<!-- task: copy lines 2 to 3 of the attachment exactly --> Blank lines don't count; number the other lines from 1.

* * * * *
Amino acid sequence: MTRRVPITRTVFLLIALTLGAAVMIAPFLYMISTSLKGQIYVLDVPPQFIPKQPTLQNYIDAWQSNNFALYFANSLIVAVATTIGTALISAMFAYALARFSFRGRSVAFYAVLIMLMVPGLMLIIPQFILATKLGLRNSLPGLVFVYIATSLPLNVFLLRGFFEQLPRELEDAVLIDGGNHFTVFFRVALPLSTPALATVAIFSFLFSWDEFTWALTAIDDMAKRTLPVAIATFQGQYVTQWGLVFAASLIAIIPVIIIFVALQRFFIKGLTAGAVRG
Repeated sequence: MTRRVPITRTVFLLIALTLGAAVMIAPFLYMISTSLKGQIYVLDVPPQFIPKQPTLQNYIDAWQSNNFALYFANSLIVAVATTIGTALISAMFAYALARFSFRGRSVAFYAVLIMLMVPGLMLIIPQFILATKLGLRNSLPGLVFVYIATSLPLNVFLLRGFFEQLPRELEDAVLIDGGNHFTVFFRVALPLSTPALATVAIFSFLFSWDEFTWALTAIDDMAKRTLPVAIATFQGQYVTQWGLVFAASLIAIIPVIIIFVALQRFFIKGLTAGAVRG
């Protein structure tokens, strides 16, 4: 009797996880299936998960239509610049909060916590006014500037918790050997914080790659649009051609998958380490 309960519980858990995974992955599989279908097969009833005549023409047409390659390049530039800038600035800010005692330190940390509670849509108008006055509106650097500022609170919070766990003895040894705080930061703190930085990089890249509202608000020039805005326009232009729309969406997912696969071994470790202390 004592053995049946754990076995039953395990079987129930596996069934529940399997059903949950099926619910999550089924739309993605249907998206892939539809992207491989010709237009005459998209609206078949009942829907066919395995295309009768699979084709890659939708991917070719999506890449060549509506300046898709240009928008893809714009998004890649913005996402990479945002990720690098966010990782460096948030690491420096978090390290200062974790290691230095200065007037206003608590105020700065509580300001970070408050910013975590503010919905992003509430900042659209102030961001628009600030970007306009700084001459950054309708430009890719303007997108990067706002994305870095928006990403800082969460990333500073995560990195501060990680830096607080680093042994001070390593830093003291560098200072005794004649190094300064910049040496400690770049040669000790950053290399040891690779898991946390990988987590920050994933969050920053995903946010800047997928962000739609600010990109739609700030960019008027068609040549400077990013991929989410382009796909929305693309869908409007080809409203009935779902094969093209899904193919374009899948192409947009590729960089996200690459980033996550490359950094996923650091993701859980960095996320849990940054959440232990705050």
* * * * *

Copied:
Repeated sequence: MTRRVPITRTVFLLIALTLGAAVMIAPFLYMISTSLKGQIYVLDVPPQFIPKQPTLQNYIDAWQSNNFALYFANSLIVAVATTIGTALISAMFAYALARFSFRGRSVAFYAVLIMLMVPGLMLIIPQFILATKLGLRNSLPGLVFVYIATSLPLNVFLLRGFFEQLPRELEDAVLIDGGNHFTVFFRVALPLSTPALATVAIFSFLFSWDEFTWALTAIDDMAKRTLPVAIATFQGQYVTQWGLVFAASLIAIIPVIIIFVALQRFFIKGLTAGAVRG
């Protein structure tokens, strides 16, 4: 009797996880299936998960239509610049909060916590006014500037918790050997914080790659649009051609998958380490 309960519980858990995974992955599989279908097969009833005549023409047409390659390049530039800038600035800010005692330190940390509670849509108008006055509106650097500022609170919070766990003895040894705080930061703190930085990089890249509202608000020039805005326009232009729309969406997912696969071994470790202390 004592053995049946754990076995039953395990079987129930596996069934529940399997059903949950099926619910999550089924739309993605249907998206892939539809992207491989010709237009005459998209609206078949009942829907066919395995295309009768699979084709890659939708991917070719999506890449060549509506300046898709240009928008893809714009998004890649913005996402990479945002990720690098966010990782460096948030690491420096978090390290200062974790290691230095200065007037206003608590105020700065509580300001970070408050910013975590503010919905992003509430900042659209102030961001628009600030970007306009700084001459950054309708430009890719303007997108990067706002994305870095928006990403800082969460990333500073995560990195501060990680830096607080680093042994001070390593830093003291560098200072005794004649190094300064910049040496400690770049040669000790950053290399040891690779898991946390990988987590920050994933969050920053995903946010800047997928962000739609600010990109739609700030960019008027068609040549400077990013991929989410382009796909929305693309869908409007080809409203009935779902094969093209899904193919374009899948192409947009590729960089996200690459980033996550490359950094996923650091993701859980960095996320849990940054959440232990705050």